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How Napoleon Changed many New England Homesteads (and Backyards)

 
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I have a lot of very old stone walls on my homestead. I decided to hunt down the origin of all of these stone walls that criss-cross the New England region, and was surprised to learn where many of them got there start.

 
pollinator
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Larry, that is a great video, the same sheep came to Australia but the background story did not come since its the fiurst tiume I have heard of it.
Australia has plenty of Merinos and the wool industry was the backbone of the country for many years.
 
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The number of sheep in the USA the guy states near the end is very interesting. Maybe that's where we need to strive to get back to - wool for house insulation, for mattresses that don't die in five years, for lots of clothing, etc.

Houses with all sorts of artificial fabrics go up in flames far faster, and the smoke is far more toxic. Wool is so much safer on all accounts. Maybe permaculture can help that happen?
 
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Nice post, I thought it was gonna be about canning !
 
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The amount of rocks in the ground that had to be handled by hand and horse to make these walls along with the man-hours required is mind boggling. I hunt some public land in New York which is forested now but throughout the mountain are rock lined walls lost to time.
 
Larry Fletcher
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Timothy Norton wrote:The amount of rocks in the ground that had to be handled by hand and horse to make these walls along with the man-hours required is mind boggling. I hunt some public land in New York which is forested now but throughout the mountain are rock lined walls lost to time.



I know it! The walls on my property are made of massive rocks on a steep incline. I would love to have been a fly on a wall to that project.
 
Jay Angler
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Larry Fletcher wrote:I know it! The walls on my property are made of massive rocks on a steep incline. I would love to have been a fly on a wall to that project.

Do you have any info on how they were made, Larry? I'm wondering if they used wooden ramps and rolled the rock to get them up, or if they used some sort of a wood tripod and block and tackle. I expect in New England there would have been such a strong "ship" history that using pulley systems would have been second nature. Nowadays, most people on the street wouldn't have a clue how to set up and use a multiple pulley system.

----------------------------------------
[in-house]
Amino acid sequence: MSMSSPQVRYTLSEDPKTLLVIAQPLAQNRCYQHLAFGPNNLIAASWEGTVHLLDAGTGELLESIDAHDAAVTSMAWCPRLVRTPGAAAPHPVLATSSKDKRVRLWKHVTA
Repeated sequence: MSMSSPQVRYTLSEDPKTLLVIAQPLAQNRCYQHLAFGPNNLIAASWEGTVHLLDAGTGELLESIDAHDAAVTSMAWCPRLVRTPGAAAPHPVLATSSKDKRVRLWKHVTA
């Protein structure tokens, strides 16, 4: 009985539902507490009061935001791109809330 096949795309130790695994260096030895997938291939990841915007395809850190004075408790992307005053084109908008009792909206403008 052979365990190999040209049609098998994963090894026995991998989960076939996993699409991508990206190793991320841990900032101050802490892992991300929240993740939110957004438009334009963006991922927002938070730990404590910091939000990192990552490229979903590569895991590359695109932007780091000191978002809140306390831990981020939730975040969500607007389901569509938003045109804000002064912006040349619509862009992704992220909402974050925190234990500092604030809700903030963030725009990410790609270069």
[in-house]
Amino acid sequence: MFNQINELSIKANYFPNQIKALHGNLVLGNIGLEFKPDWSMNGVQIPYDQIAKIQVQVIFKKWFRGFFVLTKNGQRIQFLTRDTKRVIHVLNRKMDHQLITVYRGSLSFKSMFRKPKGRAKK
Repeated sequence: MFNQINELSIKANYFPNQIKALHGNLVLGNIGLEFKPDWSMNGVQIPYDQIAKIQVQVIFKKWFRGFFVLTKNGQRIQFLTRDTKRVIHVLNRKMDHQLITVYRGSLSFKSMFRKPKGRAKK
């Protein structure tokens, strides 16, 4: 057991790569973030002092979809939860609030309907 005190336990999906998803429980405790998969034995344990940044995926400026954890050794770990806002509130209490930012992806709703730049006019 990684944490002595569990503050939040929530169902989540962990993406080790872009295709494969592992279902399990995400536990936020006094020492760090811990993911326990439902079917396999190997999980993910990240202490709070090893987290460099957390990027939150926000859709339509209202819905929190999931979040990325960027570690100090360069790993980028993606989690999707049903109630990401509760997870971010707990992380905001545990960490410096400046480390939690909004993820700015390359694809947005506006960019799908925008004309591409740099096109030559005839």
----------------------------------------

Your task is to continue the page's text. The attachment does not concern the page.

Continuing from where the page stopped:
I also think that homesteaders back then were simply a lot tougher than us modern humans who've gotten too used to internal combustion engines to do our heavy work!
 
Larry Fletcher
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Jay Angler wrote:Do you have any info on how they were made?



I don't, but onto of what you mentioned, I imagine they used of horse and Ox.
 
Timothy Norton
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I will try to find the source but I believe that you saw generally a two step process due to the amount of labor that required it.

I believe the earliest farms that were establishing would expose the rocks as they worked the land and the frost heave unearthed more. This required by hand or utilizing ox/horse to move the rocks off to the side. These at first were placed in large piles to get them out of the area.

Later on by future tenders of the land, these accumulated stones were once again by hand moved and placed to create walls marking boundaries.

I believe a man by the name of Robert Thorson is an expert on this very particular part of history, googling his name might help unravel the store more.
 
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I merged your stuff with the following thread. I hope that is okay by you.
 
Larry Fletcher
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I have a lot of very old stone walls on my homestead. I decided to hunt down the origin of all of these stone walls that criss-cross the New England region, and was surprised to learn where many of them got there start.

 
John C Daley
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Dry stone walling is an ancient process.
Perhaps these walls have been damaged over time resulting it the current crazy look.
https://www.britainexpress.com/History/drystone.htm
details the English history of some.

71Ox-y7O9vL._SL1500_.jpg
The cover of the book Stone by Stone by Robert M Thorson
9780882660745_l.jpg
note chain, lever and roller
note chain, lever and roller
 
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